In this photo released by the Taiwan Presidential Office, Taiwanese President Tsai Ing-wen, center, briefs journalists at the site of a train derailment in Yilan county in northeastern Taiwan on Monday, Oct. 22, 2018. (Taiwan Presidential Office via AP)

In this photo released by the Taiwan Presidential Office, Taiwanese President Tsai Ing-wen, center, briefs journalists at the site of a train derailment in Yilan county in northeastern Taiwan on Monday, Oct. 22, 2018. (Taiwan Presidential Office via AP)

Excessive speed named as cause of Taiwan train derailment

18 people were killed and at least 170 more were injured

Excessive speed was the main cause of the derailment of a train in Taiwan that killed 18 people and injured scores of others, investigators said Tuesday.

READ MORE: One of Taiwan’s fastest trains derails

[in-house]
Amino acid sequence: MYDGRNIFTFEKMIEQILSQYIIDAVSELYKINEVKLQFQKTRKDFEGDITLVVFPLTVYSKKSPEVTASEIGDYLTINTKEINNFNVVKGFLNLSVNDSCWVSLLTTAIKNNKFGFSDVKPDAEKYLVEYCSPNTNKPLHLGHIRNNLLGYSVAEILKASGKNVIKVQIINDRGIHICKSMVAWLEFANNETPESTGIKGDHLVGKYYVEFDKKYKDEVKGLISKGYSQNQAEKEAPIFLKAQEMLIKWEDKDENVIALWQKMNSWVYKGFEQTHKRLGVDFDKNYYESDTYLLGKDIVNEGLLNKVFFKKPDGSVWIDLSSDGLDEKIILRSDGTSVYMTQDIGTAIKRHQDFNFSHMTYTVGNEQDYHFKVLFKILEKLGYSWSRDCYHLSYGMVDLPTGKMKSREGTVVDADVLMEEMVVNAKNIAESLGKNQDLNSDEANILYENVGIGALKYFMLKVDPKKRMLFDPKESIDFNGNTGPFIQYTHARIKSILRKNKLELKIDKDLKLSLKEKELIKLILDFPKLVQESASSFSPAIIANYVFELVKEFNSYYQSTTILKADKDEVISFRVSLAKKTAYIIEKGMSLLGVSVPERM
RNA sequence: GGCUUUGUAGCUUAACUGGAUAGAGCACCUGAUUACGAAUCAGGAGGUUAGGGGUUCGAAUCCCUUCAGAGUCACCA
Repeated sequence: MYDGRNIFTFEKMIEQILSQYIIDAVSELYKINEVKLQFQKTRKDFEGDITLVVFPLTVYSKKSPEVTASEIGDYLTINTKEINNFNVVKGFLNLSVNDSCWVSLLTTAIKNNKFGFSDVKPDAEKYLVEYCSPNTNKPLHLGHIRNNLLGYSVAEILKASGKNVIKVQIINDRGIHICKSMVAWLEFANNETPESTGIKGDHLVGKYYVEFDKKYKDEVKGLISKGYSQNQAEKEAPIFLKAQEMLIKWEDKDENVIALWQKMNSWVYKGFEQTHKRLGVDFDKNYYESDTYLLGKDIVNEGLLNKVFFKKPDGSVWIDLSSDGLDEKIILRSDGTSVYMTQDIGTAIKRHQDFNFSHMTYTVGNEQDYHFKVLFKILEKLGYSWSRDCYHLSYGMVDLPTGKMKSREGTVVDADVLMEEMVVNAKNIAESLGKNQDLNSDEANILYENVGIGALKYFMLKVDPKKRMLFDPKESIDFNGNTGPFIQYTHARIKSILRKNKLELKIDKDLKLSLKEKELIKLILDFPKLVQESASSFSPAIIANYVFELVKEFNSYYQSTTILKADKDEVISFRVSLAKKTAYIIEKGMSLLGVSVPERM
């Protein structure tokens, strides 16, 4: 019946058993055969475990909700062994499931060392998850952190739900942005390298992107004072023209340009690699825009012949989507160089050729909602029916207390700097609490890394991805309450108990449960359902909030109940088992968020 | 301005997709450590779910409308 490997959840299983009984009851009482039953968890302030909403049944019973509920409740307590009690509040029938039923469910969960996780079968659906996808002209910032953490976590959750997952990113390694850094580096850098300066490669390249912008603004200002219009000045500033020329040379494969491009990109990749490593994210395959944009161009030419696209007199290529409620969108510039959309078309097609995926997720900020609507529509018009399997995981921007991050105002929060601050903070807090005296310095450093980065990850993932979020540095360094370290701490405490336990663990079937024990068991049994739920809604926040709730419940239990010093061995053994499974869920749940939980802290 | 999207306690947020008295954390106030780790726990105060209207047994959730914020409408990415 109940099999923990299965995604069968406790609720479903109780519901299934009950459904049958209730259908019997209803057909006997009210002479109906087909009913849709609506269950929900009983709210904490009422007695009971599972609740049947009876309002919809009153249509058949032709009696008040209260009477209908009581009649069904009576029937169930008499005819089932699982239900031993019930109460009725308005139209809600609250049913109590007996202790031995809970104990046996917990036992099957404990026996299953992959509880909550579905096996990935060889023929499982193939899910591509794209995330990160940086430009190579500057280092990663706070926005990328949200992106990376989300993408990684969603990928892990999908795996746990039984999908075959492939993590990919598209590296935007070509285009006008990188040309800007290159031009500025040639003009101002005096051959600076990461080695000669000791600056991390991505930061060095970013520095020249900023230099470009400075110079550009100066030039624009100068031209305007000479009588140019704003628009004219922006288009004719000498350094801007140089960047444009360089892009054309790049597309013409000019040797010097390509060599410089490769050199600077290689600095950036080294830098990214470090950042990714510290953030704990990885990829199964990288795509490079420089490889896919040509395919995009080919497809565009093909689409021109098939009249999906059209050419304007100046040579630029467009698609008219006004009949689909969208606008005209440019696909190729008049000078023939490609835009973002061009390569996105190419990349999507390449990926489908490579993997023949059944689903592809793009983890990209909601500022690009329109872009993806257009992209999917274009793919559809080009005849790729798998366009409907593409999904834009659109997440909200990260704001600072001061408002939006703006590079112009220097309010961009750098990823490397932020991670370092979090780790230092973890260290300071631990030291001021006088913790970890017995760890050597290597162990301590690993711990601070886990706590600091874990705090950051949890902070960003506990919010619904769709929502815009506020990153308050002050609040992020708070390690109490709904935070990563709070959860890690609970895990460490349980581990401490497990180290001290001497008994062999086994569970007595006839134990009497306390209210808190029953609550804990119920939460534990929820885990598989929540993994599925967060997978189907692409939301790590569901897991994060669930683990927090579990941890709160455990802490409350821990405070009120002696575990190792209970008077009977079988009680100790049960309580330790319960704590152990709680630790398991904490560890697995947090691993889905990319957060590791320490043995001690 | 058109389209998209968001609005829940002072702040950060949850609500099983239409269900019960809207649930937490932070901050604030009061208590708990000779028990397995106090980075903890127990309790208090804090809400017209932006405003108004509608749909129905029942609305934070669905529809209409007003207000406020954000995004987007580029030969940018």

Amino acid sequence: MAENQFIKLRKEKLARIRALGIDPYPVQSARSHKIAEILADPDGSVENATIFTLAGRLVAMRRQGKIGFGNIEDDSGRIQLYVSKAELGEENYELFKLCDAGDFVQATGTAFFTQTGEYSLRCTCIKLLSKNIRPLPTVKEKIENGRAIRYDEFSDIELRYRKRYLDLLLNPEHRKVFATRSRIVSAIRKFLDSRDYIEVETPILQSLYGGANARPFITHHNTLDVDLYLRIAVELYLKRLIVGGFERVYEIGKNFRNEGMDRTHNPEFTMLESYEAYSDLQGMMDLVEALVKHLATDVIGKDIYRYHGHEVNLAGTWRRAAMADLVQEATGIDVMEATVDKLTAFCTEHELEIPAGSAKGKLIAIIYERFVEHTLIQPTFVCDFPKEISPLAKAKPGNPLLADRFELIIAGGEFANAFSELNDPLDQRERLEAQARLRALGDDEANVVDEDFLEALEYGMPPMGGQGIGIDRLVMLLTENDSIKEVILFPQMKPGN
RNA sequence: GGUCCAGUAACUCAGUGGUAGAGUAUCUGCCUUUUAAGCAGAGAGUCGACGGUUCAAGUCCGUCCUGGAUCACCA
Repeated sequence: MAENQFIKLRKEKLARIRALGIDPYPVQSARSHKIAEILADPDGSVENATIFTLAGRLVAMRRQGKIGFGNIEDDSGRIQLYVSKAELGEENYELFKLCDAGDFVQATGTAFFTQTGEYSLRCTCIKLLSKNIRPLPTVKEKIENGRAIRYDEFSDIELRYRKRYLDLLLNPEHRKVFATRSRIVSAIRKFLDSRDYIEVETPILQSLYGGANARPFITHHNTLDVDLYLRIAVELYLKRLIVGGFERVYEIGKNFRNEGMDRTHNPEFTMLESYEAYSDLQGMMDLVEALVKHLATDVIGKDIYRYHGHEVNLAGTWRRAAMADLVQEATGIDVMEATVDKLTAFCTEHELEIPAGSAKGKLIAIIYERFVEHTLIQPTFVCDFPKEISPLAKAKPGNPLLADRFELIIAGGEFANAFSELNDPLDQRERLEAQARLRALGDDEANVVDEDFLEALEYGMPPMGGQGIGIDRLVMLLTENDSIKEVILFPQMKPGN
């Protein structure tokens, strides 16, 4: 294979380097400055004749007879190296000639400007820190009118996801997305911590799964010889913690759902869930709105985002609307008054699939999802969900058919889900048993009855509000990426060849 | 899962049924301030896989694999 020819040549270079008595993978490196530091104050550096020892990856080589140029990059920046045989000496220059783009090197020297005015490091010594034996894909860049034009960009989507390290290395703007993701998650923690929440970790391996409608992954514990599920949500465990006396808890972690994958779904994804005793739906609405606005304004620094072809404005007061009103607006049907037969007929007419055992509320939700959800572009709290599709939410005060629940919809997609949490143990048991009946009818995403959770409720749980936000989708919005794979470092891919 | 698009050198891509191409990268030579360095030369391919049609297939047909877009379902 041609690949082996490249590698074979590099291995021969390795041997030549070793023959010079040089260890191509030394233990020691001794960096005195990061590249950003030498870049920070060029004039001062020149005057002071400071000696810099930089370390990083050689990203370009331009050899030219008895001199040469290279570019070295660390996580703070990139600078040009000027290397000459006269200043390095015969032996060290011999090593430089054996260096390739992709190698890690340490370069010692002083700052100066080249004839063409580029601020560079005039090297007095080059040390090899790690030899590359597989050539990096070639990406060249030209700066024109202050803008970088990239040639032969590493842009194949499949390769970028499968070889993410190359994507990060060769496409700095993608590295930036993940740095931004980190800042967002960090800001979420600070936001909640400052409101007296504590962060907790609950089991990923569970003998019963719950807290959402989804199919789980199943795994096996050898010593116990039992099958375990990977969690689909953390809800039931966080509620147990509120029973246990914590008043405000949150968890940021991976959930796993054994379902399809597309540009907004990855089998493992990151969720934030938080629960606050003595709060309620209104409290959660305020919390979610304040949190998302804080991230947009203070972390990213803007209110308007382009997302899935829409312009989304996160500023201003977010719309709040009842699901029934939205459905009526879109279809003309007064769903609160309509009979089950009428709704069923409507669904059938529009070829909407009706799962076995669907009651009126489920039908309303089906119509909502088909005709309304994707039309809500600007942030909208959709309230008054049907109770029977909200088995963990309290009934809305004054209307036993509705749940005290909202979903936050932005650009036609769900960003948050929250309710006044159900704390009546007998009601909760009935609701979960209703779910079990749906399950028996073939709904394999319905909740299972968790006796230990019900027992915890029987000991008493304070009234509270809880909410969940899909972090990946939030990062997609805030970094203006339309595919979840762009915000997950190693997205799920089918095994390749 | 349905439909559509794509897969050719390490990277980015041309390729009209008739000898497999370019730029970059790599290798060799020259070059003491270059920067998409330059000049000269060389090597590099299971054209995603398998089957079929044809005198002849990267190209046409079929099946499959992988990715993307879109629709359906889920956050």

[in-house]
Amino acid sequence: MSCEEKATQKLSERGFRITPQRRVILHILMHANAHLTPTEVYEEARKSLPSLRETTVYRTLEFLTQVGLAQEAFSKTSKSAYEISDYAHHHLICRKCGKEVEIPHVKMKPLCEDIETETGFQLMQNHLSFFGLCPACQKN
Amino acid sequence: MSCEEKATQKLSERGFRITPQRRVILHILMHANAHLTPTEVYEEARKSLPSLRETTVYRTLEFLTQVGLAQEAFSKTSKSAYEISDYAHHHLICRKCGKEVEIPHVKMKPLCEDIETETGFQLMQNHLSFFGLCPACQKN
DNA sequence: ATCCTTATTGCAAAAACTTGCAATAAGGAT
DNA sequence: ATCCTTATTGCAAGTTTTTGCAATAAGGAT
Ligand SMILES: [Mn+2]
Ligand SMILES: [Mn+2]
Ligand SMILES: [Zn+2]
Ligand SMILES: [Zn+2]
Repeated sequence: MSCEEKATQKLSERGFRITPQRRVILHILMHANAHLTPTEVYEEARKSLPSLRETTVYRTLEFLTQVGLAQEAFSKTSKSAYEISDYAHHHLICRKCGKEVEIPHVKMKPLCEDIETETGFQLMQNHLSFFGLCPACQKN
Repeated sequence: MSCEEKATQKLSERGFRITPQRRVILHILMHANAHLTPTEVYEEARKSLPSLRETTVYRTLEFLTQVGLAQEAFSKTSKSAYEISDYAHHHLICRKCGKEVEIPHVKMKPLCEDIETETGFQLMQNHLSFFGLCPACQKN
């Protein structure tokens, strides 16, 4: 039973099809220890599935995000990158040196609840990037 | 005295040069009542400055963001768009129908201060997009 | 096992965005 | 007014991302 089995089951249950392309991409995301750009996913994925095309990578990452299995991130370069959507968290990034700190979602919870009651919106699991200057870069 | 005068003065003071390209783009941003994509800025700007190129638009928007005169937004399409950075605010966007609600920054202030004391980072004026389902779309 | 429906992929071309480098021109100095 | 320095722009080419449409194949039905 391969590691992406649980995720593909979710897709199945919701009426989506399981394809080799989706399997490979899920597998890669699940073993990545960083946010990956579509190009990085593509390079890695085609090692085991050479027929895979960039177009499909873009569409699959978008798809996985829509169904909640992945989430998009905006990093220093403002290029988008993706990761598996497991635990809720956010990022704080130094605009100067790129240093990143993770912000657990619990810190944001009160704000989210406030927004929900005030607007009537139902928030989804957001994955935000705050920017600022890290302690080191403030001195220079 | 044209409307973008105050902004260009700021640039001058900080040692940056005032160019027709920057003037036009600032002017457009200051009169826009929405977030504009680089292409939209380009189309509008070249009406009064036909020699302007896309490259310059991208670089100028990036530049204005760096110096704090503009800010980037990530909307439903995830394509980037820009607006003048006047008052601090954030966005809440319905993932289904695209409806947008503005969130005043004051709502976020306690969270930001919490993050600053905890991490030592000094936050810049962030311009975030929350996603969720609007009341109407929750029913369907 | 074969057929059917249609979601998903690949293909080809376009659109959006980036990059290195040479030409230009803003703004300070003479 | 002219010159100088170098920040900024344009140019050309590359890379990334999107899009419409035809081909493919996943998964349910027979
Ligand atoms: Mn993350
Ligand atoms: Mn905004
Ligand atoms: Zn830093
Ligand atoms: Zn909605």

A Cabinet task force found the train entered a curve at 140 kph (87 mph), almost twice the speed limit for the section, the official Central News Agency reported.

CNA said the train’s driver has been placed under investigation on suspicion of negligence, including allegedly disabling the automatic train protection system that would have caused it to brake. Possible mechanical problems with the train were also being examined.

The 6-year-old Japanese-built Puyuma trains were built to travel at 150 kph (93 mph) to ease transportation on rugged parts of the mountainous island’s east coast. They are designed to tilt when going around curves, making journeys quicker and easing pressure on the road system crossing Taiwan’s central mountain range.

The train had been carrying more than 360 passengers with about 180 listed as injured Tuesday.

Sunday’s accident was Taiwan’s deadliest railway disaster since a 1991 train wreck killed 30 people.

The Associated Press


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